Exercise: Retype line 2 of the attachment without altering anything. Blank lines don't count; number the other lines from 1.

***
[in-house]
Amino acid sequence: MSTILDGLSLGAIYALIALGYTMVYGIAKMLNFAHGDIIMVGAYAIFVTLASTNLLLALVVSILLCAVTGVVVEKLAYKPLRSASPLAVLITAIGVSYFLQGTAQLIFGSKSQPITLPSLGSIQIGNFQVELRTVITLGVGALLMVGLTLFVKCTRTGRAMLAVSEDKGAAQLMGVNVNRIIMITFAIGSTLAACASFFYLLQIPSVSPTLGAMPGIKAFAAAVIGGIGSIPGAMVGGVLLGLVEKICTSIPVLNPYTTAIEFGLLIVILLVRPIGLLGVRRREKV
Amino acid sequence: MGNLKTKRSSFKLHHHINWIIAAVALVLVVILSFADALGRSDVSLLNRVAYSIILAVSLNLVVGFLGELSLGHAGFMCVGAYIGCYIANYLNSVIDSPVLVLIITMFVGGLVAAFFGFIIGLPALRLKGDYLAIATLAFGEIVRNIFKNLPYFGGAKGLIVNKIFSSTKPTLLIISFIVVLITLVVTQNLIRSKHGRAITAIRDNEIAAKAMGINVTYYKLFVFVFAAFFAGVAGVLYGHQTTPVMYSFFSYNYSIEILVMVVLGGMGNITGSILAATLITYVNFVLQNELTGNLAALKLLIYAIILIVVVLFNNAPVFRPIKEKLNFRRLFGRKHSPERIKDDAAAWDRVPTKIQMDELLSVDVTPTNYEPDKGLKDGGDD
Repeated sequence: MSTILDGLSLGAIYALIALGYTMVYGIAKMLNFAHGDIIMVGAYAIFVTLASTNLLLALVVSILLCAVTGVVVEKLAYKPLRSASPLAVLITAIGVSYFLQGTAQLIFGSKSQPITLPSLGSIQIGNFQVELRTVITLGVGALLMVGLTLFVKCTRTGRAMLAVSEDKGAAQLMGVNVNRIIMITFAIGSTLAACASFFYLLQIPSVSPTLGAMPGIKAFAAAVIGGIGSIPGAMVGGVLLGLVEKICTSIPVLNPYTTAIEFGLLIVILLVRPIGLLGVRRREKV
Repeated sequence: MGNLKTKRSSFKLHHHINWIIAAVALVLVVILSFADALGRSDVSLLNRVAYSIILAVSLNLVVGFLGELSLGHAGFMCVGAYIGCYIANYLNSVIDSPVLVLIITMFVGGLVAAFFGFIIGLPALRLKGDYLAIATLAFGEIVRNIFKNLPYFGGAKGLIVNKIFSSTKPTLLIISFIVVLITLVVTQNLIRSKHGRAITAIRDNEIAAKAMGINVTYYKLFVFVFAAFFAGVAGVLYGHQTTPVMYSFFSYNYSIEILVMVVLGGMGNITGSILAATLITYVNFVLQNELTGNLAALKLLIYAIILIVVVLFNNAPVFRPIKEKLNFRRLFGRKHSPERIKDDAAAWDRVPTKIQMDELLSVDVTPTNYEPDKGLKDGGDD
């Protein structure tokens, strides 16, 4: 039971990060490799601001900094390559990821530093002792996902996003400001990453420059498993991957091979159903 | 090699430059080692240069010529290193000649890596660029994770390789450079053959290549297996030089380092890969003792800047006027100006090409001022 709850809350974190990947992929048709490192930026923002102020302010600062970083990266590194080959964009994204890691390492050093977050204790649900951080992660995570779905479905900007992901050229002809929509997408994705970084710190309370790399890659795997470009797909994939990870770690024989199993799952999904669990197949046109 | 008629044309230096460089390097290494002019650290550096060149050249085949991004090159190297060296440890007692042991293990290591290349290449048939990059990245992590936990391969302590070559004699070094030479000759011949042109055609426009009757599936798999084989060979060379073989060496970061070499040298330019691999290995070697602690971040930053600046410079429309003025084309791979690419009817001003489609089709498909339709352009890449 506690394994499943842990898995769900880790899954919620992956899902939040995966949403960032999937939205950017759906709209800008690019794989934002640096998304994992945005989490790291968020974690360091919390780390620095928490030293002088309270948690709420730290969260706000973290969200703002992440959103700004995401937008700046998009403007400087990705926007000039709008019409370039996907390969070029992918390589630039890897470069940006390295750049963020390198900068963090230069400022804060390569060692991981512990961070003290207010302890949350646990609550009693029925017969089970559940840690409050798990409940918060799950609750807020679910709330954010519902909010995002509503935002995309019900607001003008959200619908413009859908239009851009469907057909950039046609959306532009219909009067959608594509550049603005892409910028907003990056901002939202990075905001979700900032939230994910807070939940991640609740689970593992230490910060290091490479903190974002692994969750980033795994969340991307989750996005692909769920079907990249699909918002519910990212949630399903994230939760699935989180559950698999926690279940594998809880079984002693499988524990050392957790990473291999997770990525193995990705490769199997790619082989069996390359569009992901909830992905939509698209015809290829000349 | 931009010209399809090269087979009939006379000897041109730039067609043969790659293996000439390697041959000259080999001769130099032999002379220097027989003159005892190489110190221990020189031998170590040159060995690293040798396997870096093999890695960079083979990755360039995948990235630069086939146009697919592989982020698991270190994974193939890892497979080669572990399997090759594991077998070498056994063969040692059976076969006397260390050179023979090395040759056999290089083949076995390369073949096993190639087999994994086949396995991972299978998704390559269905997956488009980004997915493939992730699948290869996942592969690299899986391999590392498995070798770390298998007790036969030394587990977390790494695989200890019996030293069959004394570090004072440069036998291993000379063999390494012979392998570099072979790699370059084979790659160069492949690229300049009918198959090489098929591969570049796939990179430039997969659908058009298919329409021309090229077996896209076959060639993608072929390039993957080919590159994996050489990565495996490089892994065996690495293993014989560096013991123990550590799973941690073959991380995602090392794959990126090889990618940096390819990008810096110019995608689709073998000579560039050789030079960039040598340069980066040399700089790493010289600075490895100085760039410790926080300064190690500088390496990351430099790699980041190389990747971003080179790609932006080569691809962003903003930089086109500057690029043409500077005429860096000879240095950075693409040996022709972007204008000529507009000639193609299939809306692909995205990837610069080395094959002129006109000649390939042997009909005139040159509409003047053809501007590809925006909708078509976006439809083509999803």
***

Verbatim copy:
Amino acid sequence: MSTILDGLSLGAIYALIALGYTMVYGIAKMLNFAHGDIIMVGAYAIFVTLASTNLLLALVVSILLCAVTGVVVEKLAYKPLRSASPLAVLITAIGVSYFLQGTAQLIFGSKSQPITLPSLGSIQIGNFQVELRTVITLGVGALLMVGLTLFVKCTRTGRAMLAVSEDKGAAQLMGVNVNRIIMITFAIGSTLAACASFFYLLQIPSVSPTLGAMPGIKAFAAAVIGGIGSIPGAMVGGVLLGLVEKICTSIPVLNPYTTAIEFGLLIVILLVRPIGLLGVRRREKV